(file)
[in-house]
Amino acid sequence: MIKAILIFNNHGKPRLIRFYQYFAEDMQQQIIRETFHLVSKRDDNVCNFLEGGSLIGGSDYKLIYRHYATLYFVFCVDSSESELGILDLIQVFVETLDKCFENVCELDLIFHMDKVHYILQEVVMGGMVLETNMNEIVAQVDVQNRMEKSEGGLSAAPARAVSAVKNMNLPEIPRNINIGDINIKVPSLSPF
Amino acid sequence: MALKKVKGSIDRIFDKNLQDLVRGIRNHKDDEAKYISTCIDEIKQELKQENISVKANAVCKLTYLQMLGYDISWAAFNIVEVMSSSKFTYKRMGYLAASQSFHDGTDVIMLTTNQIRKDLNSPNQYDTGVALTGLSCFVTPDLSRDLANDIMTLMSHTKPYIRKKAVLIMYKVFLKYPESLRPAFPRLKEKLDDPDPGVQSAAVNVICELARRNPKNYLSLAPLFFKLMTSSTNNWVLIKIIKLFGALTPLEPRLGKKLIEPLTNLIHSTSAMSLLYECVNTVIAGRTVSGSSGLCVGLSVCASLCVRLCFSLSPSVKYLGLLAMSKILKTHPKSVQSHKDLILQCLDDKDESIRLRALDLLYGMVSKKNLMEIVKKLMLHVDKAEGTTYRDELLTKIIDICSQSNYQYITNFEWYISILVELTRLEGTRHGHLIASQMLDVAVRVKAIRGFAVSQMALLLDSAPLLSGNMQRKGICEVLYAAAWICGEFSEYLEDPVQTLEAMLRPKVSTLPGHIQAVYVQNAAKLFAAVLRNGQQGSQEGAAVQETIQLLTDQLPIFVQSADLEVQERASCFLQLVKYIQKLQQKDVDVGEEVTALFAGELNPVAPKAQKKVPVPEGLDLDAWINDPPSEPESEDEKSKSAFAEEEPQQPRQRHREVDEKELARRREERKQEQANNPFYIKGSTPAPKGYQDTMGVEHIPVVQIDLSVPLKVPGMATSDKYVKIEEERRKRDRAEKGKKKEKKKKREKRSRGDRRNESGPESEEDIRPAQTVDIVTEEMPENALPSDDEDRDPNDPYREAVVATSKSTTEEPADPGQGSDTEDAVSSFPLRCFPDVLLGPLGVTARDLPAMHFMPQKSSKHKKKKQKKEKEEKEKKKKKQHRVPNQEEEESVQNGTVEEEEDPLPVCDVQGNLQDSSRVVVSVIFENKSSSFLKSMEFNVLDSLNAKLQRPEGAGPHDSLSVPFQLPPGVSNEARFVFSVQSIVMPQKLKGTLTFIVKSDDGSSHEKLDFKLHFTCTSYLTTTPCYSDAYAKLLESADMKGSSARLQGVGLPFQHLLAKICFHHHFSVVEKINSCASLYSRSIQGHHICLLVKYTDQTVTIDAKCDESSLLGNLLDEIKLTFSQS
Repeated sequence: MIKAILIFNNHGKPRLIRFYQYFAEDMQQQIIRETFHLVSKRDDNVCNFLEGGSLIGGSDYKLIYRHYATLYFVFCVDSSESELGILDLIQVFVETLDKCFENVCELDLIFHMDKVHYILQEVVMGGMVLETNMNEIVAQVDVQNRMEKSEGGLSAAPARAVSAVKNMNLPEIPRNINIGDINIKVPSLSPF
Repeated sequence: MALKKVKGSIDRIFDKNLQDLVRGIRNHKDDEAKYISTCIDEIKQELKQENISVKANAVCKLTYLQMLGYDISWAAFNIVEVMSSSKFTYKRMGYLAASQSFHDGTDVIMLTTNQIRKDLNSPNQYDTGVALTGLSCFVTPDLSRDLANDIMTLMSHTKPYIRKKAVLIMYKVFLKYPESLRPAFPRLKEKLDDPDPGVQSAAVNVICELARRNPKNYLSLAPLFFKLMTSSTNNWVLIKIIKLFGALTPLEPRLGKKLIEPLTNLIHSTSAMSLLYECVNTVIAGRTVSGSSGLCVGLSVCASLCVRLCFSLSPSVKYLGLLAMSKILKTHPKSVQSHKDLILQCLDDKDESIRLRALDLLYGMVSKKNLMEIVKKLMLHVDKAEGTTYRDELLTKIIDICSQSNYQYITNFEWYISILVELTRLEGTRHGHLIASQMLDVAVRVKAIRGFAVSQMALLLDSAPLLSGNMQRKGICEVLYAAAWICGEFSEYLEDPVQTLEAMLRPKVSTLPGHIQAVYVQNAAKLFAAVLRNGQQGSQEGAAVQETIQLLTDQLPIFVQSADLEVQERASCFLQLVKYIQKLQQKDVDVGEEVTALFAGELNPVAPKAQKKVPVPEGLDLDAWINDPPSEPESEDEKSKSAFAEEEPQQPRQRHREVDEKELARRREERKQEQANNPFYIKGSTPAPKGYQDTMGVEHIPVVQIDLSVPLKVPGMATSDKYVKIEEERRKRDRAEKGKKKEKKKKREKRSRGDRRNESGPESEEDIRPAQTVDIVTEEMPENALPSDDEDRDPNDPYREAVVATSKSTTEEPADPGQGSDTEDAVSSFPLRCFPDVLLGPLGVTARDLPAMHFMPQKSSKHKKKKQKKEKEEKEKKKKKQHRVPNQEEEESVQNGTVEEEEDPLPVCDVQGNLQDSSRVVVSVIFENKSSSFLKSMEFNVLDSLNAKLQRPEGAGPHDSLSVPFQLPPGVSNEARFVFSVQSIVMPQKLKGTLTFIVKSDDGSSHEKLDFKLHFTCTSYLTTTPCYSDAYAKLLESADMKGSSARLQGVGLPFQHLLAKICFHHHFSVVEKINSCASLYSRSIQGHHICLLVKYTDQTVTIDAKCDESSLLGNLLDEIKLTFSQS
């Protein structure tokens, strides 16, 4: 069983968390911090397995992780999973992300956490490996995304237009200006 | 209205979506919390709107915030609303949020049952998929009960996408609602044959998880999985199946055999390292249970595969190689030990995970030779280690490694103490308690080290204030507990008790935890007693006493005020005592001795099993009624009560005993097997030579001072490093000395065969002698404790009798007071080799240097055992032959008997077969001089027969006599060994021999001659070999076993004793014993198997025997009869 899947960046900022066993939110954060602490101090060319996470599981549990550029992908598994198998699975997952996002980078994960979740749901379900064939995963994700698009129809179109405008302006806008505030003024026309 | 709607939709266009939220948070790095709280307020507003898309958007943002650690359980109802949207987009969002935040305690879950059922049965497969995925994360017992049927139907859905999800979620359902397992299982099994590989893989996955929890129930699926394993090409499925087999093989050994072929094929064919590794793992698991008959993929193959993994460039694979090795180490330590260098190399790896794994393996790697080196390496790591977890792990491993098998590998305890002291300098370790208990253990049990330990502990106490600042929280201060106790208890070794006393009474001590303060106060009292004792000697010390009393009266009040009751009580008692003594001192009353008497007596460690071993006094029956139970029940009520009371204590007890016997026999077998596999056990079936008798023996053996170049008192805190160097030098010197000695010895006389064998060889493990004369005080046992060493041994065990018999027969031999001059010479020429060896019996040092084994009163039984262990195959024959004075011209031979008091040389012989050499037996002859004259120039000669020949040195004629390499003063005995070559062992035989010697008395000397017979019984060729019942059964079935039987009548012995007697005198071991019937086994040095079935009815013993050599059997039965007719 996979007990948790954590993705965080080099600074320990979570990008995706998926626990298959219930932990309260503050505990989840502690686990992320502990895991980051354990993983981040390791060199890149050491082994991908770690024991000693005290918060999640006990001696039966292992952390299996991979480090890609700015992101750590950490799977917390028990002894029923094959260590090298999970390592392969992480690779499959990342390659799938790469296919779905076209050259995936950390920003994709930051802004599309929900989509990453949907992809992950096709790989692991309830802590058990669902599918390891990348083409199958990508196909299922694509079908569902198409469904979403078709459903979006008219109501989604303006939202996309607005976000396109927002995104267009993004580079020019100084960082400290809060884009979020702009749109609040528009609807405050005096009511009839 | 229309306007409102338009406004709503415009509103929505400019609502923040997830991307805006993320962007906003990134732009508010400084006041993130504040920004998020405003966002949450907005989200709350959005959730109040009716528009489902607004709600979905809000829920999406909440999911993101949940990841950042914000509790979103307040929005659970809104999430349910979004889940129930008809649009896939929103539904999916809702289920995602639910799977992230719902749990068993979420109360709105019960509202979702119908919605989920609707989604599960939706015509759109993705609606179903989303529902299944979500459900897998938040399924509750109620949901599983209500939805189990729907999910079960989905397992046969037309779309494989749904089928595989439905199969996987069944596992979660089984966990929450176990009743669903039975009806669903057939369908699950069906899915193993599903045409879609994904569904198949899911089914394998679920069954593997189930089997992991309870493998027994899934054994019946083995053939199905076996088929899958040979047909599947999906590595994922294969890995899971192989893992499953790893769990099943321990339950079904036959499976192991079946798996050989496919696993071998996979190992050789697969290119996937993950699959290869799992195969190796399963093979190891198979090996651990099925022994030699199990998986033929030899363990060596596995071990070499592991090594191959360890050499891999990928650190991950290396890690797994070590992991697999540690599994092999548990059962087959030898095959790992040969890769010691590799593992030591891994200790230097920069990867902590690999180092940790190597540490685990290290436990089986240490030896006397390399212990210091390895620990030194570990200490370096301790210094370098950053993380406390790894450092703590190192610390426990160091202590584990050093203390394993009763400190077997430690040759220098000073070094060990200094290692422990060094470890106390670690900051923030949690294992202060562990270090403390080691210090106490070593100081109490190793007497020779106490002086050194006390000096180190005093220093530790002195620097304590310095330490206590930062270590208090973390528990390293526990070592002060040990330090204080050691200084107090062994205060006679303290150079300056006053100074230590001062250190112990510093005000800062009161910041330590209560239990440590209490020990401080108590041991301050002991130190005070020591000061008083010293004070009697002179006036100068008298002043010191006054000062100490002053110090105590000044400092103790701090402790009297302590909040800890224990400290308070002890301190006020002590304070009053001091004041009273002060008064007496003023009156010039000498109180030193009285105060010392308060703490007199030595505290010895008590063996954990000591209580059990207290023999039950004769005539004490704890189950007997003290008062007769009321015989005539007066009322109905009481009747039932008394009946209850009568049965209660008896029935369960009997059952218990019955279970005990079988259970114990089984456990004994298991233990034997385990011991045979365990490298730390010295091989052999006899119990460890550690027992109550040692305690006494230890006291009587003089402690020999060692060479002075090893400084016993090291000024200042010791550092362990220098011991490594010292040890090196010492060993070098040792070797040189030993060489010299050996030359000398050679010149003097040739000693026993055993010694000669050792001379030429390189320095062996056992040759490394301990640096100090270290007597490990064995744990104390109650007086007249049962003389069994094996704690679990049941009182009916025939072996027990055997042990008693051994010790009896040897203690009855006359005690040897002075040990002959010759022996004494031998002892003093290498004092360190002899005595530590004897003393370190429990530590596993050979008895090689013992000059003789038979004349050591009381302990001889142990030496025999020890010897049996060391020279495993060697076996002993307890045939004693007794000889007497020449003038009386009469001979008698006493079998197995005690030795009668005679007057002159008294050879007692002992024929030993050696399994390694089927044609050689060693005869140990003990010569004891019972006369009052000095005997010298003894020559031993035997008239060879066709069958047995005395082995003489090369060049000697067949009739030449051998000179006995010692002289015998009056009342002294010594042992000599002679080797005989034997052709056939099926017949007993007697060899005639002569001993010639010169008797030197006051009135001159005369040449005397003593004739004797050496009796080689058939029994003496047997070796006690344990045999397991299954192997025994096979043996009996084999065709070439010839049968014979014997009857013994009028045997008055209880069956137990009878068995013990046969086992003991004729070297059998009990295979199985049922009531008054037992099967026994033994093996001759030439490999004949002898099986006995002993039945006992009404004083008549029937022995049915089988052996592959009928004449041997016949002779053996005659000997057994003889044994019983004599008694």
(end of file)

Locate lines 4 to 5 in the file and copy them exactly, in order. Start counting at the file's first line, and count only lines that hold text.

Repeated sequence: MIKAILIFNNHGKPRLIRFYQYFAEDMQQQIIRETFHLVSKRDDNVCNFLEGGSLIGGSDYKLIYRHYATLYFVFCVDSSESELGILDLIQVFVETLDKCFENVCELDLIFHMDKVHYILQEVVMGGMVLETNMNEIVAQVDVQNRMEKSEGGLSAAPARAVSAVKNMNLPEIPRNINIGDINIKVPSLSPF
Repeated sequence: MALKKVKGSIDRIFDKNLQDLVRGIRNHKDDEAKYISTCIDEIKQELKQENISVKANAVCKLTYLQMLGYDISWAAFNIVEVMSSSKFTYKRMGYLAASQSFHDGTDVIMLTTNQIRKDLNSPNQYDTGVALTGLSCFVTPDLSRDLANDIMTLMSHTKPYIRKKAVLIMYKVFLKYPESLRPAFPRLKEKLDDPDPGVQSAAVNVICELARRNPKNYLSLAPLFFKLMTSSTNNWVLIKIIKLFGALTPLEPRLGKKLIEPLTNLIHSTSAMSLLYECVNTVIAGRTVSGSSGLCVGLSVCASLCVRLCFSLSPSVKYLGLLAMSKILKTHPKSVQSHKDLILQCLDDKDESIRLRALDLLYGMVSKKNLMEIVKKLMLHVDKAEGTTYRDELLTKIIDICSQSNYQYITNFEWYISILVELTRLEGTRHGHLIASQMLDVAVRVKAIRGFAVSQMALLLDSAPLLSGNMQRKGICEVLYAAAWICGEFSEYLEDPVQTLEAMLRPKVSTLPGHIQAVYVQNAAKLFAAVLRNGQQGSQEGAAVQETIQLLTDQLPIFVQSADLEVQERASCFLQLVKYIQKLQQKDVDVGEEVTALFAGELNPVAPKAQKKVPVPEGLDLDAWINDPPSEPESEDEKSKSAFAEEEPQQPRQRHREVDEKELARRREERKQEQANNPFYIKGSTPAPKGYQDTMGVEHIPVVQIDLSVPLKVPGMATSDKYVKIEEERRKRDRAEKGKKKEKKKKREKRSRGDRRNESGPESEEDIRPAQTVDIVTEEMPENALPSDDEDRDPNDPYREAVVATSKSTTEEPADPGQGSDTEDAVSSFPLRCFPDVLLGPLGVTARDLPAMHFMPQKSSKHKKKKQKKEKEEKEKKKKKQHRVPNQEEEESVQNGTVEEEEDPLPVCDVQGNLQDSSRVVVSVIFENKSSSFLKSMEFNVLDSLNAKLQRPEGAGPHDSLSVPFQLPPGVSNEARFVFSVQSIVMPQKLKGTLTFIVKSDDGSSHEKLDFKLHFTCTSYLTTTPCYSDAYAKLLESADMKGSSARLQGVGLPFQHLLAKICFHHHFSVVEKINSCASLYSRSIQGHHICLLVKYTDQTVTIDAKCDESSLLGNLLDEIKLTFSQS